I wrote:

a minority of pairs has (...)

A native speaker corrected this with:

a minority of pairs have (...)

Which one is correct? I thought it should be the former, because minority is singular. But English is funny sometimes with collective nouns. What is the case here?

  • Is there a BrE/AmE difference here? AmE speaker here, and I would say "a minority of pairs has", but then I also say "Microsoft has" whereas I think a BrE speaker would say "Microsoft have". – shoover Jun 19 '15 at 17:39
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    "Minority" is being used here as a quantificational noun, so you've got some wiggle room in deciding which noun governs the verb. – StoneyB on hiatus Jun 19 '15 at 18:25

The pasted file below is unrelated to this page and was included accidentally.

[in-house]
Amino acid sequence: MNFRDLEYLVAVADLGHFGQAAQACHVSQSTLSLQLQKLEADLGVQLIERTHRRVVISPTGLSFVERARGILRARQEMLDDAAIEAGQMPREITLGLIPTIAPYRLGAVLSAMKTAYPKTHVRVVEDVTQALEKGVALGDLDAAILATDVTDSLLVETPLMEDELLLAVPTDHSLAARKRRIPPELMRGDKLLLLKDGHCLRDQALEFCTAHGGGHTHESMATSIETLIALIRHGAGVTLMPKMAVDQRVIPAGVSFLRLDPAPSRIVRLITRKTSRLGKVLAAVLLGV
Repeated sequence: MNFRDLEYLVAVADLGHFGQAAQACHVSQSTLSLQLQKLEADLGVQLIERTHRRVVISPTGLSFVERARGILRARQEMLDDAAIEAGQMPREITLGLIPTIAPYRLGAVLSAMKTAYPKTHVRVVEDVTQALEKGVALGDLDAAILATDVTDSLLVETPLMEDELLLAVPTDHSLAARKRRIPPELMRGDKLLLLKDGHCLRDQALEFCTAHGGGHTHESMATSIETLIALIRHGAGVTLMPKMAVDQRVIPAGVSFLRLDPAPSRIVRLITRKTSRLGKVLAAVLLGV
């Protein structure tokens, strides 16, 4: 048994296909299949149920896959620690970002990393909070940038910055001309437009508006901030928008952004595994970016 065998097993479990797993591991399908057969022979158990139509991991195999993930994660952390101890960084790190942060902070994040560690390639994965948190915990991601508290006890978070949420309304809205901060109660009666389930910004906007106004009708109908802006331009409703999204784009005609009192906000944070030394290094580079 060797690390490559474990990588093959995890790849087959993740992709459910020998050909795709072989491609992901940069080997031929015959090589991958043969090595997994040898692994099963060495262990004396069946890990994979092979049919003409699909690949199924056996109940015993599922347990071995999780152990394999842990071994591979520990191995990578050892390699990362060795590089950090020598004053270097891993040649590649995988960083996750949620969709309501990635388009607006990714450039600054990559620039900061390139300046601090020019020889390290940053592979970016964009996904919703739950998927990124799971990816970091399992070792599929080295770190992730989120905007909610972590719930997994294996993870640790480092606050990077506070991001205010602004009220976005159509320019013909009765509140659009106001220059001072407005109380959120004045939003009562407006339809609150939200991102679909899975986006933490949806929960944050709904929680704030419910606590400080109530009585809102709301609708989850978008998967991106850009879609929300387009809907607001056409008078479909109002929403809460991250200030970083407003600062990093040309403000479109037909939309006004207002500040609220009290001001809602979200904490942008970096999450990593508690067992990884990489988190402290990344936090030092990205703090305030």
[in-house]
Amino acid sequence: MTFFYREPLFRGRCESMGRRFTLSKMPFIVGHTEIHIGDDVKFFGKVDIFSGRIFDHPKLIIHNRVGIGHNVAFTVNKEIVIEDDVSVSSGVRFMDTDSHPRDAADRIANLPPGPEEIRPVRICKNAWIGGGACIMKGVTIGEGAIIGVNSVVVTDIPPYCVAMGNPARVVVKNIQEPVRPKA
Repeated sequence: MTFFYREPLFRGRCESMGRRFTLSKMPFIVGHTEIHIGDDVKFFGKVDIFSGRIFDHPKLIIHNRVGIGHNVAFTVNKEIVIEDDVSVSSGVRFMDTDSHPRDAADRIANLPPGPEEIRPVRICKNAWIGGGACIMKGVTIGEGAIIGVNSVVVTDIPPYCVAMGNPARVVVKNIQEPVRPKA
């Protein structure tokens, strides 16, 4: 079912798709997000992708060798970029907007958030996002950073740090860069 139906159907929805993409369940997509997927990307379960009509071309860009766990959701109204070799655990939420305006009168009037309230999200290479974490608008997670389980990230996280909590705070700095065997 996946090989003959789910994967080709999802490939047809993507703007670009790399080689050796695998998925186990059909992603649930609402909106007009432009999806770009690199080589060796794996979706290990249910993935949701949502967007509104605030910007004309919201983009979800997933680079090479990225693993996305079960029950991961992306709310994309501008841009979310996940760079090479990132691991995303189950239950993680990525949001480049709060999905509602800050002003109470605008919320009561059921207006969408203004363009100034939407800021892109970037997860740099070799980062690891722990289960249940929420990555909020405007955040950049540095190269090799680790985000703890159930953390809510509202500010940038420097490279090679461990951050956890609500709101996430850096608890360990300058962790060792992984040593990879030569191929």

You are using 'minority' to mean 'a small number of' which can mean more than one. A similar sentence to illustrate this would be:

A small number of pairs have

If you meant a single pair and want to use 'has', you should sign-post this explicitly e.g.

A pair has or A single pair has

| improve this answer | |
  • In context it is certainly more than one. I realise the grammar for "a small number" is the same, but why is it "have"; "number" is singular? – gerrit Jun 19 '15 at 22:01
  • According to OALD (AE and BE), only a small minority of students is/are interested in politics these days. However, The Free DIctionary says we must use the plural form of a verb after the plural noun. – Khan Jun 20 '15 at 10:32
  • Actually, a minority doesn't mean a small number . It means the smaller numbered group of two or more groups. A minority population can still have millions of members. – ColleenV Jun 20 '15 at 12:31

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